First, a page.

More than a dozen former Republican and Democratic officials have joined hands in creating a third political party in the United States, party leaders announced Wednesday.
Andrew Yang, a 2020 Democratic presidential candidate, and former Republican New Jersey Gov. Christine Todd Whitman will be co-chairing the new party, known as Forward, Reuters reported.
Founded by the merger of three political organizations—the Renew America Movement, the Forward Party, and the Serve America Movement—Forward positions itself as an alternative to the two-party U.S. political system.
“We are uniting from across the political spectrum to create the launchpad for a transformational American political party under one name: Forward,” the organizations said in the news release announcing the merger.
The Renew America Movement was formed in 2021 by former members of the Ronald Reagan, George H.W. Bush, George W. Bush and Donald Trump administrations, Reuters reported.
The Serve America Movement is an organization comprising Democrats, Republicans and independents led by former Republican congressman David Jolly as its executive director, according to the wire service.
Forward “will be a political home for the majority of Americans who want to move past the era of divisiveness and do-nothing politicians – so that our government starts working again,” party leadership said, according to the news release.
“This party will look and feel different. Forward celebrates diverse viewpoints and creativity, works to truly improve communities, and focuses on uniting people around common-sense solutions.”
Forward pledged to work toward “a culture that celebrates difference and individual choice, rejects hate, and removes barriers,” reinvigorating “a fair, flourishing economy and open society where everyone can live a good life and is safe in the places where we learn, work, and live,” and, reforming “our republic to give Americans more choices in elections, more confidence in a government that works, and more say in our future.”
“The United States badly needs a new political party — one that reflects the moderate, common-sense majority. Today’s outdated parties have failed by catering to the fringes. As a result, most Americans feel they aren’t represented,” Jolly, Whitman, and Yang wrote in an opinion piece for the Washington Post.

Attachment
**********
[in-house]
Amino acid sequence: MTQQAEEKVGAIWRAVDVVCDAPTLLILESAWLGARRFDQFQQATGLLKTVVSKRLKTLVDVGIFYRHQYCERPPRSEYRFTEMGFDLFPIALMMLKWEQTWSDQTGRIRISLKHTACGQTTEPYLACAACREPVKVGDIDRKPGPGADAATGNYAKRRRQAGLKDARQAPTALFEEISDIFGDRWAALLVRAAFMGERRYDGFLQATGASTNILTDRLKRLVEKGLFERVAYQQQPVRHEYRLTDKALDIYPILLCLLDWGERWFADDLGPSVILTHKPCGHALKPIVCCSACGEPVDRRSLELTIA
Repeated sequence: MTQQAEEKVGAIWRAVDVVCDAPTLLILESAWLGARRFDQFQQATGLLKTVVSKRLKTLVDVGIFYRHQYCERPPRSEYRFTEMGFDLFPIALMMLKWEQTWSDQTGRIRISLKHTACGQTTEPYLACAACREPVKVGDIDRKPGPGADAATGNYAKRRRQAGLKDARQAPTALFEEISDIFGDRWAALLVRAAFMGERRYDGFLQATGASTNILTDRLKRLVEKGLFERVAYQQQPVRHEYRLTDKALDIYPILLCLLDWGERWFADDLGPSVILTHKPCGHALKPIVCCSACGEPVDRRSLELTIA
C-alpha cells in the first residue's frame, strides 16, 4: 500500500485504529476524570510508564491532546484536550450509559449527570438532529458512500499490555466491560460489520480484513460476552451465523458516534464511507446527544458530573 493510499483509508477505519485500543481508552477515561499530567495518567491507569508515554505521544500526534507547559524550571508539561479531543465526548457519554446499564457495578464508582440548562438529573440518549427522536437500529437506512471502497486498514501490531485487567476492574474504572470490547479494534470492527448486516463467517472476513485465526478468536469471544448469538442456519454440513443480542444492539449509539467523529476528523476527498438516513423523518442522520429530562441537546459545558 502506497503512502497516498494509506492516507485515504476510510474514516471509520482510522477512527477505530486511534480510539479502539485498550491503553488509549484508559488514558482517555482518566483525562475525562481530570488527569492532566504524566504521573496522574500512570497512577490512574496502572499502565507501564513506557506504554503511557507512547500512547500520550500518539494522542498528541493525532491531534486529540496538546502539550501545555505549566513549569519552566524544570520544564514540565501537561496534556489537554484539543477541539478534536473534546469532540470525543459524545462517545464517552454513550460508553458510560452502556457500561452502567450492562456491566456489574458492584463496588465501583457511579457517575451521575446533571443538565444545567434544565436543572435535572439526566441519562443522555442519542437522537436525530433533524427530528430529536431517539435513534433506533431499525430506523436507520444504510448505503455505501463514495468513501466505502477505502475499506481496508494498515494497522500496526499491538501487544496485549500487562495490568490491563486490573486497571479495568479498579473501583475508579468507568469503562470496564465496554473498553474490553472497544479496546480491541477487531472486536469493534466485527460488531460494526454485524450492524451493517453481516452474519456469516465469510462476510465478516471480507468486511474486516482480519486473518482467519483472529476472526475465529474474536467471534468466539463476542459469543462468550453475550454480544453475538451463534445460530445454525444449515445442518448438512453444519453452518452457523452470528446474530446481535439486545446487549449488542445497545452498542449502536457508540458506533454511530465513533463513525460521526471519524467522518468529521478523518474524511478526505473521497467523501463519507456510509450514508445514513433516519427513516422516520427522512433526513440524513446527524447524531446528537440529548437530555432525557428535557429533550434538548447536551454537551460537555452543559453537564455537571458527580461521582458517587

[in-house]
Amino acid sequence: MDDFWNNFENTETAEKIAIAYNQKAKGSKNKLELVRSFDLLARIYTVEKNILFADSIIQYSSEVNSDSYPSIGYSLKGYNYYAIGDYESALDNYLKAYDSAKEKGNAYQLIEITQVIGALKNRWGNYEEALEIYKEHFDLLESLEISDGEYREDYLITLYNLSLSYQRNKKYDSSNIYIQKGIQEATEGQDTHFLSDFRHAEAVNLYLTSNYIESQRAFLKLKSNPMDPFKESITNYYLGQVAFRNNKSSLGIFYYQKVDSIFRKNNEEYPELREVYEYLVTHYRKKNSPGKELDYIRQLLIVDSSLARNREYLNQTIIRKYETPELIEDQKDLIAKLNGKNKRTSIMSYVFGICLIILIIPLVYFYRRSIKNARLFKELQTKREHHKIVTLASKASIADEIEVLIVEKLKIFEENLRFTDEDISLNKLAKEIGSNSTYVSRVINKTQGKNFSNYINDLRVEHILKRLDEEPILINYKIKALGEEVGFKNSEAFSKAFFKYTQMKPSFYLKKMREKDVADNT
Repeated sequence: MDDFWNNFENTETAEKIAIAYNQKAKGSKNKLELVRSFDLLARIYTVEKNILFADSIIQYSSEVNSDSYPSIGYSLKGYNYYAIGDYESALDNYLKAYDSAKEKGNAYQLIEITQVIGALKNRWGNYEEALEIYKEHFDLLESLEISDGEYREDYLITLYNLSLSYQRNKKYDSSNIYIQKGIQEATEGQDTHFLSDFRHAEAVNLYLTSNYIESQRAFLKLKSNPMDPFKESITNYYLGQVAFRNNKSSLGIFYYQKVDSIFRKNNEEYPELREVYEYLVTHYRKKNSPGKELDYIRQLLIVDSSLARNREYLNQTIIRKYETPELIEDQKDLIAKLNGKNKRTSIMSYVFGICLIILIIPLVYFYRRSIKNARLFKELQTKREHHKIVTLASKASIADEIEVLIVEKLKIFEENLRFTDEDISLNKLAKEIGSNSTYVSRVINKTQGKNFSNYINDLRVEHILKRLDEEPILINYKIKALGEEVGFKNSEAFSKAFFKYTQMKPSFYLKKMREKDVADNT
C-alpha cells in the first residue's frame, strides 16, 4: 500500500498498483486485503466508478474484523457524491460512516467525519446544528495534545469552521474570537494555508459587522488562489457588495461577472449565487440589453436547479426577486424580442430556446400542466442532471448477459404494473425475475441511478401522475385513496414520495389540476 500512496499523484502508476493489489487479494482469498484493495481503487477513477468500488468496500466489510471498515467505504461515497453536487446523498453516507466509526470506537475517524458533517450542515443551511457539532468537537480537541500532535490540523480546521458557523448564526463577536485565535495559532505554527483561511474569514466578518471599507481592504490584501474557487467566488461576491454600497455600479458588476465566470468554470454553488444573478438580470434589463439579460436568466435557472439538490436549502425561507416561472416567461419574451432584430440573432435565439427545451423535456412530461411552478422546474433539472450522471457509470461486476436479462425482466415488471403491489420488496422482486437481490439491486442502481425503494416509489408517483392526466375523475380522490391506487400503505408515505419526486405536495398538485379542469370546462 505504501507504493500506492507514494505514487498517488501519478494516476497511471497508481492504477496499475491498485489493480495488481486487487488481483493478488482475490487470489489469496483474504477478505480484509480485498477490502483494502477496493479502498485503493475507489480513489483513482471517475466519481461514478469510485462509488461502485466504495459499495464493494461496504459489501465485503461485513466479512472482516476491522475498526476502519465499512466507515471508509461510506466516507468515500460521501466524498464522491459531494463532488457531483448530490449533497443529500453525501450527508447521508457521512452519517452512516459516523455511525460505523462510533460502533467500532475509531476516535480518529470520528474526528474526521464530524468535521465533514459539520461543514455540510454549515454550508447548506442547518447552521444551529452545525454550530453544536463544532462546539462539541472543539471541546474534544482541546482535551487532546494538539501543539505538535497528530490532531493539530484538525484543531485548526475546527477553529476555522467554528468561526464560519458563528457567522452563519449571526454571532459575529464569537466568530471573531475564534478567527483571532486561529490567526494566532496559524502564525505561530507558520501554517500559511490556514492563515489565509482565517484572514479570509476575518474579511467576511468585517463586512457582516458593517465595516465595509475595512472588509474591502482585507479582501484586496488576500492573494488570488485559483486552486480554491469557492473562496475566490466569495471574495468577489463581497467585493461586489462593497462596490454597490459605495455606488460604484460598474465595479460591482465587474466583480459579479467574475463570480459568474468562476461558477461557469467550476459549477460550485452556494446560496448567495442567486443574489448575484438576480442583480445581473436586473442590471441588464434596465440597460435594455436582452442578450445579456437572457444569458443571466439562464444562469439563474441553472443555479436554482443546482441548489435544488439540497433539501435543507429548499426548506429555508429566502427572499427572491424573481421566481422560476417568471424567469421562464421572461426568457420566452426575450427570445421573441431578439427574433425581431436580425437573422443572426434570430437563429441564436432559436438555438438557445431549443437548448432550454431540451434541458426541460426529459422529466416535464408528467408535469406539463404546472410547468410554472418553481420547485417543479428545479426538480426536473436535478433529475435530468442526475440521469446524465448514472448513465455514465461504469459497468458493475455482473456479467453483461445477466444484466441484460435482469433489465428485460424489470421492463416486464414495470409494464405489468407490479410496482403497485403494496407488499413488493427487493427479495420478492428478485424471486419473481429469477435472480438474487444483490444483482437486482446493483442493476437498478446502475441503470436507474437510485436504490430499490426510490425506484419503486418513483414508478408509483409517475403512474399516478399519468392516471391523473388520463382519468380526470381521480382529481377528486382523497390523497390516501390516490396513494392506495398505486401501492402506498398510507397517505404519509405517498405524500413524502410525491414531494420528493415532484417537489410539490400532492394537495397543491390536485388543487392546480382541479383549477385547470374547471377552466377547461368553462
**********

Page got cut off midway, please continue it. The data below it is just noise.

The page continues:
“Political extremism is ripping our nation apart, and the two major parties have failed to remedy the crisis,” party leaders said. “Polarization is fueling a spike in political intimidation. In the past two years, we’ve seen death threats and assassination plots against members of Congress, governors, Supreme Court justices and even the vice president of the United States.”
Jolly, Whitman and Yang accused the two-party system of “hollowing out” the center and pledged that the Forward party would be the first “open party” where Republicans, Independents and Democrats can work toward finding a “reasonable approach most Americans agree on” to the country’s problems.
“America’s founders warned about the dangers of a two-party system. Today, we’re living with the dire consequences,” they wrote. “Giving Americans more choices is important not just for restoring civility. Our lives, our livelihoods and our way of life depend on it.”
The party has an initial budget of approximately $5 million, Yang told Reuters, adding that accounting for the three merged organization’s grassroots membership, there are “hundreds of thousands” of members and potential donors.
“We are starting in a very strong financial position. Financial support will not be a problem,” Yang told Reuters.
Former Trump administration Homeland Security official and Forward leader Miles Taylor told the wire service that while “other third party movements have emerged in the past it’s largely been inside a system where the American people aren’t asking for an alternative.”
“The difference here is we are seeing an historic number of Americans saying they want one,” Taylor added.
Not everyone shared the party leadership’s optimism. Third parties have historically been unsuccessful in making considerable gains in the American political system.
New York Times opinion columnist Jamelle Bouie cast doubt on the success of the new party in a Friday commentary.
“The two-party system in the United States is a natural result of the rules of the game,” Bouie wrote.
“The combination of single-member districts and single-ballot, ‘first past the post’ elections means that in any election with more than two candidates, there’s a chance the winner won’t have a majority.”
“There might be four or five or six (or even nine) distinct factions in an electorate, but the drive to prevent a plurality winner will very likely lead to the creation of two parties that take the shape of loose coalitions, each capable of winning that majority outright,” Bouie said.
Writing for the Washington Post, progressive columnist Paul Waldman said that the issue with Forward is that it “goes nowhere.”
Waldman wrote that “whatever structural changes you prefer, sooner or later, a third party has to stand for something.”
“This is the problem with the kind of centrism Forward represents,” he continued. “In true centrist fashion, it defines itself not by what it believes, but by an unease with whatever the other parties believe.”
“One suspects that the people behind it are worried that if they take real positions, they’ll start alienating people; better to stick to vague notions about coming together to solve problems,” Waldman’s said.